Hell, I was no literature professor. I had just enjoyed the book. My boy, on the other hand, was bright and insightful. A bookish fellow. The trick with Pete was he made you feel like he had figured out things on a deeper level, but of course he hadn’t. He didn’t understand that book any better than I did. He was working with the model of such a life; I was living it.
—What about Eccle’s wife? I said.
—She’s only in the book to have her ass slapped.
Naive boy, thinking he’s so smart. His problem is he lives in his head. When he discovers his body, that’ll be his awakening. His reckoning. Everything’s clear in theory, impossible in practice. He’ll learn. Until then, he’ll come off as a know-it-all punk. My boy, angry, intelligent, but deadly. Bringing his self to bear at the dinner table, taking on his old Dad. I liked that.
Linda sashayed over with our turkey dinners. My mouth salivated. The Yuegling made me feel limber, giddy. The clean break of the morning, the invigorating fight with El, the flirtation with the waitress. I took a slug of beer and it warmed my innards, bubbled up to my brain. Our deluxe meals sat before us. Despite everything, I was with my boy and I felt frisky. Life is in the friskiness.
After a few bites of turkey, I realized that I hadn’t called El to tell her that Pete was with me. That seemed only right. She would worry. I excused myself and walked to the back of the restaurant where the bathrooms and the phone booth and the kitchen were. Put a quarter in the slot and dialed Eagle Road. Linda walked through the swinging saloon doors from the kitchen laden with two more Turkey Day Specials.
—Who are you calling? she asked coyly.
—The boy’s mother, I said, over the ringing on the other end of the line.
—Hmm-mm, Linda strutted on.
These young ones are the friskiest. Once they get older they carry too much past. History saturating every pore of their bodies. The young ones will still walk into unknown worlds with you without looking back.
—Hi Ellen, I said, it’s me.
—Is Pete with you? she asked right off.
—Yes, he is. He’s right here. We’re having dinner together.
—Why didn’t you call sooner? she asked.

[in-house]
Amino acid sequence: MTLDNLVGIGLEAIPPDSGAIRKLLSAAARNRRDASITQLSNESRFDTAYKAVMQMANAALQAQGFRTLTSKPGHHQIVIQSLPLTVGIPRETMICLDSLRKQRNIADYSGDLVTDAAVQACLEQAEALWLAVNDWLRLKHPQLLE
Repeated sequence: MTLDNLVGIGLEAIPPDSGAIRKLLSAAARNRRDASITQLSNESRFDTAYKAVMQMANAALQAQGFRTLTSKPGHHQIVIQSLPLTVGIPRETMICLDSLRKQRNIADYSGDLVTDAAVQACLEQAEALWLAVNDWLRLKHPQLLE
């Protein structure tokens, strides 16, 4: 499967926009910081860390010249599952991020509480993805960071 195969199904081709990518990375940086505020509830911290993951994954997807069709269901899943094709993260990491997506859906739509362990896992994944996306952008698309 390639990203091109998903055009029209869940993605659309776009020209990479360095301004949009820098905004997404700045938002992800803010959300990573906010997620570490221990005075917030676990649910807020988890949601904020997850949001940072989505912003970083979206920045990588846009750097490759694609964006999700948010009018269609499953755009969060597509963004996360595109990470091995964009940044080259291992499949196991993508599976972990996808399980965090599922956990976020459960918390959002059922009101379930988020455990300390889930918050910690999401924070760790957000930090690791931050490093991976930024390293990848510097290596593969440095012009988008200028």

—I didn’t get a chance until now.
—You bring him right back here after you two are done eating.
—I thought we might go to the park.
—You bring him right back, Michael, she threatened. Or I’ll call the police.
She hung up. And the click of the line brought back all the reasons I had left her. El had changed. God and greens had gone to her head. I wasn’t any fool for a pie in the sky. Too much magic in that kind of thinking. God’s a metaphor for the father. There’s a slice of heaven for all of us right here on earth if only we’re courageous enough to look for it. That was my way of thinking. El and I used to get high and listen to The Animals in her parents’ basement. Isn’t that heaven enough? How much better can a soul feel? When the record ended, her father yelled down the stairs that it was bedtime. Heaven came and went with the tides like that. Nothing’s always the same. The river flows and we swim along. But at some point, El got religion and started eating only vegetables, feeding a holiness she needed inside. And I just couldn’t get with it. The more I resisted, the more she hardened up. She stopped partying on Saturday nights and started going to church on Sunday mornings. “For the kids.” Said they’d need religion and order in life and if I wasn’t going to give it to them, then she would. Now look at her. She just said she’d call the police, a word she’d pronounce only with distain in the seventies. Back when we didn’t believe in authority, when we believed in ourselves.